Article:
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Diabetes in the Light of COVID-19 Pandemic

Diabetes is frightening and continues to be one of the leading causes of mortality worldwide. According to CDC, in 2020, 32.4 million people have been diagnosed with the disease, accounting for 10.5% of the US population.[1]

And while treatment options for diabetes have improved over the years, COVID-19 has made people with such disease limit their visit to their health care providers. This growing problem makes regular follow-ups and adjusting medications impossible.

How do we diagnose diabetes?

Patients can present no symptoms initially, but the most common ones include blurring of vision, excessive thirst (polydipsia), excessive urination (polyuria)[2], and poor wound healing. Diagnosing diabetes includes one of the following criteria:

a. random blood glucose of >200 mg/dL or >11/1 mmol/L with symptoms of diabetes;
b. fasting blood glucose of >126 mg/dL or >7 mmol/L; or
c. Hemoglobin A1c of >6.5%

In a normal state, insulin is produced in the pancreas, and it plays an important part in balancing glucose in the body. Glucose activates insulin secretion. Once synthesized, insulin allows glucose to transfer within the cells, which are either used as energy or stored as fuel in the form of fat or protein.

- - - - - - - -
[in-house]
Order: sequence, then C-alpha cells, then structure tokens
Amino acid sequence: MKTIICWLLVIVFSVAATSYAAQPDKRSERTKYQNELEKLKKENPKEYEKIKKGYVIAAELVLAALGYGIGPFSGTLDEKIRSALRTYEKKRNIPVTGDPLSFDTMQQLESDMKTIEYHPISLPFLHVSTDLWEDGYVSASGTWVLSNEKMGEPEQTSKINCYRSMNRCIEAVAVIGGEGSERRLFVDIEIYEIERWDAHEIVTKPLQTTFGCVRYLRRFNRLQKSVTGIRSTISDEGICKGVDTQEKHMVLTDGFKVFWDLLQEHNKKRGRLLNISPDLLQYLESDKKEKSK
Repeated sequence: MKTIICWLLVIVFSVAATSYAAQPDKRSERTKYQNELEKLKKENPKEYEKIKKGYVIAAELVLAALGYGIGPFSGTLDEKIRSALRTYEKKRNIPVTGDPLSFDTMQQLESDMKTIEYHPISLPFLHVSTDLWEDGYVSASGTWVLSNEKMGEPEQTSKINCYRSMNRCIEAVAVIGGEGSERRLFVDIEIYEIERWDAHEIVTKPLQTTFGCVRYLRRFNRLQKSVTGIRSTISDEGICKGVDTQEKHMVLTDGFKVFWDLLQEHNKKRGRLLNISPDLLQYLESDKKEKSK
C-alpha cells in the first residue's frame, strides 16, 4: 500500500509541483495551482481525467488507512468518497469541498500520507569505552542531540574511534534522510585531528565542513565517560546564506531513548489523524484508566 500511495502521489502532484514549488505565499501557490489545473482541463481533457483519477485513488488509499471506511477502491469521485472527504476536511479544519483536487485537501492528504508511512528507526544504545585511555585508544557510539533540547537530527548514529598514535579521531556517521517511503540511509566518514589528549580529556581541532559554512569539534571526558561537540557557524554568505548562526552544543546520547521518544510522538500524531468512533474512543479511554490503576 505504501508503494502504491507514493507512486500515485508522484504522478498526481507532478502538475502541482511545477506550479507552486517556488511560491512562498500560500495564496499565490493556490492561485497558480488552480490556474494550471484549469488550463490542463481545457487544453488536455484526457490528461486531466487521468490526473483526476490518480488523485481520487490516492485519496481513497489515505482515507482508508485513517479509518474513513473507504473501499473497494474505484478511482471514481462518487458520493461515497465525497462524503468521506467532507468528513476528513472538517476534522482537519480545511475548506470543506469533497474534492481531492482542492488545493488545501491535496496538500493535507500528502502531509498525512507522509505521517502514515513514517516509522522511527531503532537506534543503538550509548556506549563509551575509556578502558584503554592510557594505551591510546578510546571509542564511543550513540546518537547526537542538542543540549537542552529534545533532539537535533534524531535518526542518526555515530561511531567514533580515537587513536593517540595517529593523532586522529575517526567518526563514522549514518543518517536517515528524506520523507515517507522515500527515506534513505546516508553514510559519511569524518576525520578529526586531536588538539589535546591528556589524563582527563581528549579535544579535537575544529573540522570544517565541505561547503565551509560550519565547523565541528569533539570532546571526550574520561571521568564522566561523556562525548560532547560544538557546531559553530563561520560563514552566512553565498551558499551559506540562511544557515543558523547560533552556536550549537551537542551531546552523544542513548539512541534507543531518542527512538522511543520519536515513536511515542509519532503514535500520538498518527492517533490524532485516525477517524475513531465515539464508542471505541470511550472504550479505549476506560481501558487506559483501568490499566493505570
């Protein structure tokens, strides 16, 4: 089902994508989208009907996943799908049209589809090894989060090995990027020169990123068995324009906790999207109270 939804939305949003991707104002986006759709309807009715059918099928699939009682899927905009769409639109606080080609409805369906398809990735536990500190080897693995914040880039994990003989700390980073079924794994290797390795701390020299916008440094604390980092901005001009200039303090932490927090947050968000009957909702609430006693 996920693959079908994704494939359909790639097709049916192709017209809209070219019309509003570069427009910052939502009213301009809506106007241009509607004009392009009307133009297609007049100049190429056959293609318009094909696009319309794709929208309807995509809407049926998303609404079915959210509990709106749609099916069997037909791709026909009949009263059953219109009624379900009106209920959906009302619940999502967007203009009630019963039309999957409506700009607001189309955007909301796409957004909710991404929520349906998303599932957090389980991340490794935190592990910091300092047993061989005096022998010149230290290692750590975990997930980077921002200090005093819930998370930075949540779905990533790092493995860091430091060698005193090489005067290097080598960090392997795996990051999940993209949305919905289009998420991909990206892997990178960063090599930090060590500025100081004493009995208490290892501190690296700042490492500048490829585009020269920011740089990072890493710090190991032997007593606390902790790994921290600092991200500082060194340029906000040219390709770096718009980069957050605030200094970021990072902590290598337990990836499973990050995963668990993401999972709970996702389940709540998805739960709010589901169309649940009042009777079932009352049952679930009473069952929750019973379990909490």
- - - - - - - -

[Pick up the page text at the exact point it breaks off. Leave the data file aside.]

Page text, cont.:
In Type 1 diabetes, which is mainly diagnosed in children, there is insulin deficiency. Without insulin, there won’t be any transfer of glucose into the cells, thereby creating a continuous increase of blood glucose.

Type 2 diabetes is diagnosed during adulthood and is related to low production of insulin or insulin resistance. In the early stage or prediabetic stage, glucose levels are high but not high enough to be diagnosed as diabetes. High glucose stimulates more insulin production until it reaches a state of resistance. Insulin production then declines due to overproduction, causing an increase in glucose, hence leading to diabetes.

What happens if blood glucose is not controlled?

Blurring of vision, kidney failure, nerve damage, and poor wound healing are signs of poorly controlled diabetes, making patients more prone to infections. These are symptoms that are easily recognized as a complication of diabetes.

On the other side, other diabetic patients may have no symptoms at all. 7.3 million adults aged 18 years or older who met the laboratory criteria for diabetes were not aware of or did not report having diabetes, according to CDC. This concerning number represents 2.8% of all US adults and 21.4% of all US adults with diabetes. Even if this disease is preventable, diabetes being a “silent” disease can delay the diagnosis and eventually become a hindrance to early prevention or treatment.

While the pandemic is still occurring, irregular follow-ups of diabetic patients with their health care providers can limit proper care and treatment. DM foot ulcers or “DM foot” is another example of a sequela of uncontrolled diabetes.